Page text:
We have a lot of people, who have indicated interest in all of these and we are working with them, but it is a long term thing. There are lots of processes that are ongoing and it takes time. I believe we are doing our best and we are on the right track.
When will the State Independent Power Plant commence operation?
We have done more than 80 per cent of the job on the IPP project. Only few days ago, a committee under a former Minister of Power, Alhaji Bello Suleiman, reviewed the project and made recommendation, which was approved by the state’s executive council.
The timeline for the completion of the project is between six and eight months, but the problem is funding. We require about N1.7 billion to complete the project and we are talking to some of our bankers for us to get the money and release them on piecemeal to the contractors based on performance. But another main thing is that for us to even test-run it as a diesel-consuming machine, we will require N500 million worth of diesel to test-run it for a period of time.
This is the cost of diesel required and that is what the experts told us. So, we are thinking of converting it to Liquefied Petroleum Gas (LPG), so that we can get cheaper means of running the IPP. We have been receiving interested investors into that and they are coming to Sokoto to inspect the plant. So, we are committed to that and I can tell you that there is no way we will allow the huge funds invested to be wasted.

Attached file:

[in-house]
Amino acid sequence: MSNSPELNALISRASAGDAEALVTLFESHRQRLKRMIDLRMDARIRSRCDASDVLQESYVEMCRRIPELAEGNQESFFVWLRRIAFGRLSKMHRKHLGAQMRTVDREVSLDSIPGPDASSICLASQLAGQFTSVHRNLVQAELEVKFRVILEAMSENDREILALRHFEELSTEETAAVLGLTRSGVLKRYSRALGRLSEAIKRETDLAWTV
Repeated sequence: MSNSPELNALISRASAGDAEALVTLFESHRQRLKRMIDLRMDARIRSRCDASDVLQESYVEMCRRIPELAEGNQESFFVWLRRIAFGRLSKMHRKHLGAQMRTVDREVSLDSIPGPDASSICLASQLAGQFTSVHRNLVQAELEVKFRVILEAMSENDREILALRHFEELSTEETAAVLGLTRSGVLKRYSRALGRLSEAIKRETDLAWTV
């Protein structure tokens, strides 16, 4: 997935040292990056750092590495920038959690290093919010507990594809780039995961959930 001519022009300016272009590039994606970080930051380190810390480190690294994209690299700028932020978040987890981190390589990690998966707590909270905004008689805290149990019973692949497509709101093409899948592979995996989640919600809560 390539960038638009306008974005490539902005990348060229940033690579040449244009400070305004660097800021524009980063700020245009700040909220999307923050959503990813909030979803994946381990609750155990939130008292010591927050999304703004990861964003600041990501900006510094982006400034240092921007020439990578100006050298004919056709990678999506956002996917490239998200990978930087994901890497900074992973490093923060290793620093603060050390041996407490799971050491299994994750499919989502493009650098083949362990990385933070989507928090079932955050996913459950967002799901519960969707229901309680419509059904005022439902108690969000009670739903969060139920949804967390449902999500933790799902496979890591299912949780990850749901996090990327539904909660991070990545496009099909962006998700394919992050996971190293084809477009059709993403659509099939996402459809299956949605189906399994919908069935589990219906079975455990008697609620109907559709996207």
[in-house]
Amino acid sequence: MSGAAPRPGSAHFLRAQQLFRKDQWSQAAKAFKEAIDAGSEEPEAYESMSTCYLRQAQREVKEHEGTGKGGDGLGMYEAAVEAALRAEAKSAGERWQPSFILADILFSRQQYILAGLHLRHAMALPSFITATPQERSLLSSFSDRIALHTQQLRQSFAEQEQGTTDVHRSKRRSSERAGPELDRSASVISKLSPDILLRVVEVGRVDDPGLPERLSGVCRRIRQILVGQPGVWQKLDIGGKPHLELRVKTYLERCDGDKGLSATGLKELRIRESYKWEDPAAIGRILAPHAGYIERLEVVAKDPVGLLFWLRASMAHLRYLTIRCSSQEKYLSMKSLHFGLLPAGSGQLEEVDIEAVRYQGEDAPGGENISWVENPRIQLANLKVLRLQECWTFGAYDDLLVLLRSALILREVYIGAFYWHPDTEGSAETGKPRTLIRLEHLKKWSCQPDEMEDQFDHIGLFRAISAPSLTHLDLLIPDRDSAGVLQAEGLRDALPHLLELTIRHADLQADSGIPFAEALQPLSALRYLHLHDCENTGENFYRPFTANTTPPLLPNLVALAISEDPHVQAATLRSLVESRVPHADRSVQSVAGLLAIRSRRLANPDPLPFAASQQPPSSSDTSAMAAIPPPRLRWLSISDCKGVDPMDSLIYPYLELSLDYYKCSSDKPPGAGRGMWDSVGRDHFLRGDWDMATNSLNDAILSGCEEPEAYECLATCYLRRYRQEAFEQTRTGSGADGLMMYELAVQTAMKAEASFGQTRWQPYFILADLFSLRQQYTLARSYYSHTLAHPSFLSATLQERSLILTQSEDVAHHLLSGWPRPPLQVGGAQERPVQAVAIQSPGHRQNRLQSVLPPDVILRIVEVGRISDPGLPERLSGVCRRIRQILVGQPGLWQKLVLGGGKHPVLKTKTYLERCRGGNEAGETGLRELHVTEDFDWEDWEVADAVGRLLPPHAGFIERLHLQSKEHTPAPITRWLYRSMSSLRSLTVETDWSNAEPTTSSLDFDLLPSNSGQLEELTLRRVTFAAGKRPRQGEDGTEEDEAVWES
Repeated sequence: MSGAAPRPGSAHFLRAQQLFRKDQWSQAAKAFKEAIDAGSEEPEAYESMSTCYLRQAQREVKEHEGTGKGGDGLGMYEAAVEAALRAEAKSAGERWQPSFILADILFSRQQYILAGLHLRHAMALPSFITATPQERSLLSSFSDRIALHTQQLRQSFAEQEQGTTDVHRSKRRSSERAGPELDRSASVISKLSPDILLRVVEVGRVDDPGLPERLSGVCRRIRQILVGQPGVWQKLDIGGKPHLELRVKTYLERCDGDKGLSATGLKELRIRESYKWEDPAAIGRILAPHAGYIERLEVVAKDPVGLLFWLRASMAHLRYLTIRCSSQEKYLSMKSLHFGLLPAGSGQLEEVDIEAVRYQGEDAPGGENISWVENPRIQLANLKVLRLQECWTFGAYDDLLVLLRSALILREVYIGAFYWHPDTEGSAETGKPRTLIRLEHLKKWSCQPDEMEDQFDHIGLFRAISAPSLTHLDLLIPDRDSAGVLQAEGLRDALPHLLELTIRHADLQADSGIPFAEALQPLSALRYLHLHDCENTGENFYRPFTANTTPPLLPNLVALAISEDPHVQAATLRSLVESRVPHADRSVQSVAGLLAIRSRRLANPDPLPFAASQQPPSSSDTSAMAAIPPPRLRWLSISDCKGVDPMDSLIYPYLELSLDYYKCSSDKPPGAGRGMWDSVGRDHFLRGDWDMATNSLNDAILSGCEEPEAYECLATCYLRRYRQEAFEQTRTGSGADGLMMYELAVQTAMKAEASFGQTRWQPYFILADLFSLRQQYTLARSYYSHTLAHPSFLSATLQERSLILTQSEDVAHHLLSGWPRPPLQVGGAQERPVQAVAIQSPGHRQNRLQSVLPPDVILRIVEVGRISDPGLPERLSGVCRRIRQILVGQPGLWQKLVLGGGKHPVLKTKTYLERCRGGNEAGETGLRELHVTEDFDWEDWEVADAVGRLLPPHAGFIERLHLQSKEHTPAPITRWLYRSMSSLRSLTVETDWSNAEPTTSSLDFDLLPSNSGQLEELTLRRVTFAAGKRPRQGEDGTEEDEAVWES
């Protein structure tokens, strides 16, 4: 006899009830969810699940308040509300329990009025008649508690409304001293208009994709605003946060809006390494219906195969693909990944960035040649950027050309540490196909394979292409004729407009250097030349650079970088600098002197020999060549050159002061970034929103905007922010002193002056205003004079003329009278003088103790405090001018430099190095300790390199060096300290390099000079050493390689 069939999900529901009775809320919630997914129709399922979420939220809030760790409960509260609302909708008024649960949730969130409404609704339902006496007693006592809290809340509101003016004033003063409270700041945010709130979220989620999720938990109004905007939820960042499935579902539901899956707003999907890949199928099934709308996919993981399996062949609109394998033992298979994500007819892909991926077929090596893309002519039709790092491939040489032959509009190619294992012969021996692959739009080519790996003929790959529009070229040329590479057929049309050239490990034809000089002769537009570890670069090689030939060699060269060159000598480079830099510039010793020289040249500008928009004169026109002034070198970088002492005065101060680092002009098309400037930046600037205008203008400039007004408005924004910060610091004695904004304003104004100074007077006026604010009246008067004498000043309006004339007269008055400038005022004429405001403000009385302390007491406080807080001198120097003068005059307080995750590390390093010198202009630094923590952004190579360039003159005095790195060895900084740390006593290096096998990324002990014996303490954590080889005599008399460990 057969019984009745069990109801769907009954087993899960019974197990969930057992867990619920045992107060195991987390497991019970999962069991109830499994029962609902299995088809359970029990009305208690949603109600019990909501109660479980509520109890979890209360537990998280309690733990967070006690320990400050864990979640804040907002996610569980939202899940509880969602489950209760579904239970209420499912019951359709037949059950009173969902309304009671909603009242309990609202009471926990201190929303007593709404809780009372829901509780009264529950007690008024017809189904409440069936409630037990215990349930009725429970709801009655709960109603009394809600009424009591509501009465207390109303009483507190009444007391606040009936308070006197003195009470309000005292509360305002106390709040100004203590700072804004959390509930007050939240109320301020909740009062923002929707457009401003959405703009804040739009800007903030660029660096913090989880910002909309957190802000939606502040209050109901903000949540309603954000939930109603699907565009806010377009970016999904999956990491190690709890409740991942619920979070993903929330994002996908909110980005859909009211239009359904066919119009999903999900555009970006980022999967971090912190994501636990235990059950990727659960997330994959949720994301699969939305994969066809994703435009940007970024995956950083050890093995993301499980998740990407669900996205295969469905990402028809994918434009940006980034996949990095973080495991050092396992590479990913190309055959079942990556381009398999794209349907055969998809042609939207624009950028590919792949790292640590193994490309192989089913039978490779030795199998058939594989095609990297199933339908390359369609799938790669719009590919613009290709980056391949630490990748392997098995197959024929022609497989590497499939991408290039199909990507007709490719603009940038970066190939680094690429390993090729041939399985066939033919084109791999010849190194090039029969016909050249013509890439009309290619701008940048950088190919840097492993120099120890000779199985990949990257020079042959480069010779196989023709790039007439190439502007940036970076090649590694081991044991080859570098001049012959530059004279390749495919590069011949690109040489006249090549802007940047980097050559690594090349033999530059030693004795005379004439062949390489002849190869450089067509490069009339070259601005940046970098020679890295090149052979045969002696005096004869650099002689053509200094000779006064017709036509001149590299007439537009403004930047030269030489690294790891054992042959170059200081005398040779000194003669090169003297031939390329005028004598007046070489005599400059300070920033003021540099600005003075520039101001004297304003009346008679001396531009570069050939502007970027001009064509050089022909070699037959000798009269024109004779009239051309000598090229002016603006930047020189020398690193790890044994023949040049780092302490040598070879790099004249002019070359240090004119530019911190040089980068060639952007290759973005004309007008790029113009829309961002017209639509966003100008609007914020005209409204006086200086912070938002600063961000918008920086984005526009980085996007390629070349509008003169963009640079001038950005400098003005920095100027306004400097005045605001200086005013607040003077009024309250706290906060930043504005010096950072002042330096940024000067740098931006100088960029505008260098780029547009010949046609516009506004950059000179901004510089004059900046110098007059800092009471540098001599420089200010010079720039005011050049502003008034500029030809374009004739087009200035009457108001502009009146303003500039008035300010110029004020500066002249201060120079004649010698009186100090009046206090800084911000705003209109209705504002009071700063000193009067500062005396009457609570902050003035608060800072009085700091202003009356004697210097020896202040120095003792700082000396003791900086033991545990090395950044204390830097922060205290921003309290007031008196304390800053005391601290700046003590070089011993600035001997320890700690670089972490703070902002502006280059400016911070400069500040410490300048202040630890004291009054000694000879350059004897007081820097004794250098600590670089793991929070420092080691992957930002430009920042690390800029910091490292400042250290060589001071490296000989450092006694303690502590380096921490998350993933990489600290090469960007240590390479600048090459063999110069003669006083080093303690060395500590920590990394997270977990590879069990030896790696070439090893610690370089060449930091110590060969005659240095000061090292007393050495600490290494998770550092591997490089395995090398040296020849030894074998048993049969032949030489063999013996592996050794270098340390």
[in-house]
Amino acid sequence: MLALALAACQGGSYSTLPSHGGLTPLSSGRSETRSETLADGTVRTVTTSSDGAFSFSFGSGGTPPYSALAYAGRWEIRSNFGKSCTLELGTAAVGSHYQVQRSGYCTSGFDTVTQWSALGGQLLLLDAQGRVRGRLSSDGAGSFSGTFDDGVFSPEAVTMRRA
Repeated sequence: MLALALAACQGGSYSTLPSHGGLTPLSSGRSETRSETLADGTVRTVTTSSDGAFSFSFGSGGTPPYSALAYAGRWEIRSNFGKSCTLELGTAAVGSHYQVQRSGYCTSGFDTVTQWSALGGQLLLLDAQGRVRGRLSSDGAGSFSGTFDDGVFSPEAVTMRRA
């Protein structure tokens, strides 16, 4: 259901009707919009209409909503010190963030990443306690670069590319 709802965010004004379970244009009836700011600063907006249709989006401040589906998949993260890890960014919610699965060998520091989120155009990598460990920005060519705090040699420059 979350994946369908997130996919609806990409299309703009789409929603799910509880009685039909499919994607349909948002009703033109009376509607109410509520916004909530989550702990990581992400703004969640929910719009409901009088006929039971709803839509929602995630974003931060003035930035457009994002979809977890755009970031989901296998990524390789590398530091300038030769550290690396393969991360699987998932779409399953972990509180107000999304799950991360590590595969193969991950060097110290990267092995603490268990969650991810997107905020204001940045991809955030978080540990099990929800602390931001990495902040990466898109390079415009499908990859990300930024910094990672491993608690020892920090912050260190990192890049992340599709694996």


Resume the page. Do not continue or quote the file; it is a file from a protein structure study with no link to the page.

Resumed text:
Tell us the progress made so far since the declaration of state of emergency in the education sector in the state?
The declaration of state of emergency in the education sector is still on course. Take your time and go to the Shehu Shagari College of Education and Sultan Abdulrahman School of Health Technology; what you will see there is a state of decay of infrastructure.
The general state of infrastructure like libraries, laboratories and classrooms are in state of dilapidation in a lot of schools and this is because these concerns were not addressed in the past. If you remember, I recently received the report of the technical committee on the needs assessment of about 400 schools in Sokoto and we need about N47 billion to turn them around. I can tell you that we have no less than 2,300 schools comprising primary and secondary in the state. This estimate is only covering about 400 schools.